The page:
III. A.The concept of primary custodial jurisdiction is grounded in Ponzi v. Fessenden, 258 U.S. 254, 262 (1922). In Ponzi, the Supreme Court held that the question of which sovereign exercises custodial jurisdiction over an individual charged with crimes against two sovereigns is a matter of comity between the two sovereigns. It is well-settled that primary custodial jurisdiction remains vested in the sovereign that firsts arrests the defendant until that sovereign relinquishes its priority over the defendant. See Thomas v. Whalen, 962 F.2d 358, 361 (4th Cir. 1992); Roche v. Sizer, 675 F.2d 507, 509-510 (2d Cir. 1982). Courts have uniformly held that primary custody remains with the sovereign that initially arrested a prisoner, even when the prisoner is taken elsewhere by federal authorities pursuant to a writ of habeas corpus ad prosequendum. See United States v. Evans, 159 F.3d 908, 911 (4th Cir. 1998); see also United States v. Insley, 927 F.2d 185, 186-87 (4th Cir. 1991); Huffman v. Perez, 2000 WL1478368 (E.D. Ky. Sept. 27, 2000).
In the present action, while Chappell was in the primary custody of Kentucky, he was "borrowed" pursuant to a writ of habeas corpus ad prosequendum by the United States Marshal for purposes of appearing in federal court on various proceedings related to the federal charges. As noted above, however, the temporary removal or transfer of a prisoner from state custody to federal authorities in compliance with a writ of habeas corpus ad prosequendum does not operate to transfer primary custodial jurisdiction from the state to federal authorities. In short, such a transfer does not alter the fact that the prisoner remains in the primary custody of the state. See, e.g., Easley v. Stepp, 5 F. App'x 541 (7th Cir. 2001).
Generally, primary jurisdiction can be relinquished by operation of law, such as bail release, dismissal of the state charges, parole release, or expiration of the state sentence. Taylor v. Reno, 164 F.3d 440 (9th Cir. 1998); Chambers v. Holland, 920 F. Supp. 618, 622 (M.D. Pa. 1996). Primary jurisdiction may also be relinquished by the mutual agreement of the two custodial jurisdictions. United States v. McCrary, 220 F.3d 868 (8th Cir. 2000); Poland v. Stewart, 117 F.3d 1094, 1098 (9th Cir. 1997). Thus, the sovereign with primary jurisdiction may elect under the doctrine of comity to relinquish its jurisdiction to another sovereign. This discretionary election is an executive function of the two sovereigns. Poland, 117 F.3d at 1098. In Chappell's case, Kentucky did not relinquish its primary custodial jurisdiction over him to the United States.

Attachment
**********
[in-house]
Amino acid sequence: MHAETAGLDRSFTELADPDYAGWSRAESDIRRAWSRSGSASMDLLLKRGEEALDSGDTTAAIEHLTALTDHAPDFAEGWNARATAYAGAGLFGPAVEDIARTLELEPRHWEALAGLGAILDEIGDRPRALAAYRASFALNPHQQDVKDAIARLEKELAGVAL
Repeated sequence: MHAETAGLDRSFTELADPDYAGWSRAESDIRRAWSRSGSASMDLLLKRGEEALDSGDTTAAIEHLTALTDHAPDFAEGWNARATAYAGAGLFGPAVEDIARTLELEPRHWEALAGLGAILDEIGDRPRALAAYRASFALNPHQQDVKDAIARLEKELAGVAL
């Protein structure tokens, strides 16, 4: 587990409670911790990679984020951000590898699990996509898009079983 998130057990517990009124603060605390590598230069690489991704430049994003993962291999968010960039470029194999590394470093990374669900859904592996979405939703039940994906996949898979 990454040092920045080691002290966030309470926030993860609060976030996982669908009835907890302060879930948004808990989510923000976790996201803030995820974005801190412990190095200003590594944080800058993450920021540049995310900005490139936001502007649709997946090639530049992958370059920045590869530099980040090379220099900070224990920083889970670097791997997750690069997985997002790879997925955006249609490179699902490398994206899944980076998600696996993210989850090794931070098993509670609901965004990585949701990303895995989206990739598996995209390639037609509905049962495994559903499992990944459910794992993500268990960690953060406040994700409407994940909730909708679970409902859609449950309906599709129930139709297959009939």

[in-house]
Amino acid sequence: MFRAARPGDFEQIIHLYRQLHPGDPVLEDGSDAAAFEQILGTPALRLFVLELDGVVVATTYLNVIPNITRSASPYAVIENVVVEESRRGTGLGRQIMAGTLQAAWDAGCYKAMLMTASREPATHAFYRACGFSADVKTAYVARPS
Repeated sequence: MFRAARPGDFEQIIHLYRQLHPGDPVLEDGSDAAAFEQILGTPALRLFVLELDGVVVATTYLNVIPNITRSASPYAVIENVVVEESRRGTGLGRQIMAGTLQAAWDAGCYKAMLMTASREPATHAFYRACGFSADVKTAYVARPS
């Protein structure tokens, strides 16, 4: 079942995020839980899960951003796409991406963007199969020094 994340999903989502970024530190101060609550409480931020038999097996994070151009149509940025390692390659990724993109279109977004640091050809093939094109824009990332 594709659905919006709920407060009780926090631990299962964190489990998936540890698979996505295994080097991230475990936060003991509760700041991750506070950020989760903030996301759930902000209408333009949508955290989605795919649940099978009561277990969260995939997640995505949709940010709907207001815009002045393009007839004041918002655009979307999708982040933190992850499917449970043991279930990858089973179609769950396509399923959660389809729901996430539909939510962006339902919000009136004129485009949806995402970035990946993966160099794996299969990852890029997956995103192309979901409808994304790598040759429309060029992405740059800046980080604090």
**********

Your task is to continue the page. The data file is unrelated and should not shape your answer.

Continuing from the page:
As pointed out in BOP PS 5880.28, prior custody credit on a federal sentence is controlled by 18 U.S.C. § 3585(b), which provides that:
A defendant shall be given credit toward the service of a term of imprisonment for any time he has spent in official detention prior to the date the sentence commences —
(1) as a result of the offense for which the sentence was imposed; or
(2) as a result of any other charge for which the defendant was arrested after the commission of the offense for which the sentence was imposed;
that has not been credited against another sentence.18 U.S.C. § 3585(b) (emphasis added).
Thus, pursuant to the foregoing statute, a defendant is only entitled to credit for time "that has not been credited against another sentence." In essence, Section 3585(b) prohibits awarding dual credit on a federal sentence. Under the statute, the Attorney General, through the BOP, is authorized to grant credit for any presentence detention to a prisoner. See, e.g., United States v. Wilson, 503 U.S. 329, 333-35 (1992). However, a federal inmate is not entitled to any credit for time attributed to a state sentence. Wilson, 503 U.S. at 337 (1992); Nguyen v. Department of Justice, 1999 WL 96740 (6th Cir. Feb. 3, 1999) (time spent in federal custody pursuant to a writ of habeas corpus ad prosequendum, while serving a state sentence, cannot be applied to a federal sentence because the time has been credited to the state sentence). The Sixth Circuit has consistently held that if a prisoner receives credit towards his state sentence for time spent in detention, he may not also receive prior custody credit for this same time toward his federal sentence. See, e.g., Huffman, 230 F.3d at 1358; McClain v. Bureau of Prisons, 9 F.3d 503, 505 (6th Cir. 1993); Garrett v. Snyder, 42 F. App'x 756 (6th Cir. 2002).
Because Chappell has already received credit toward his state sentence from July 3, 2000, through November 4, 2004, he may not receive credit for the same period of time toward his federal sentence. Any further benefit would result in improper "double crediting" in violation of 18 U.S.C. § 3585(b). Thus, no further custody credit is warranted. See Broadwater v. Sanders, 59 F. App'x 112, 114 (6th Cir. 2003) ("Because Broadwater received credit toward his state sentence for the time period in question, he may not receive credit for the time toward his current federal sentence.").
Title 18 U.S.C. § 3584(a) states, in pertinent part, that "multiple terms of imprisonment imposed at different times run consecutively unless the court orders that the terms are to run concurrently." Further, the Sixth Circuit has held that the district court is without power to impose a sentence consecutively to a not-yet-imposed state sentence. United States v. Quintero, 157 F.3d 1038, 1039-41 (6th Cir. 1998).
Subsequent to his arrest and detention by Kentucky state authorities on December 6, 1999, Chappell was sentenced by the federal district court on July 3, 2000. At this time, he was in the custody of the state of Kentucky. The federal court was silent on the issue of concurrent or consecutive sentences. Thus, pursuant to 18 U.S.C. § 3584, the federal sentence imposed on July 3, 2000, was a consecutive sentence. It did not begin to run on July 3, 2000, the date it was imposed, and would never have begun to run so long as Chappell remained in state custody.
Chappell was also sentenced in state court on July 3, 2000. The Kentucky state court revoked his probation and reimposed the original ten-year sentence for the prior bank robbery conviction. Further, after Chappell pled guilty to the state charge of criminal possession of a forged instrument, he received an additional one-year sentence. Both state court judgments ordered Chappell's sentences to be served concurrently with his federal sentence. Chappell remained in state custody at the conclusion of his sentencing in state court.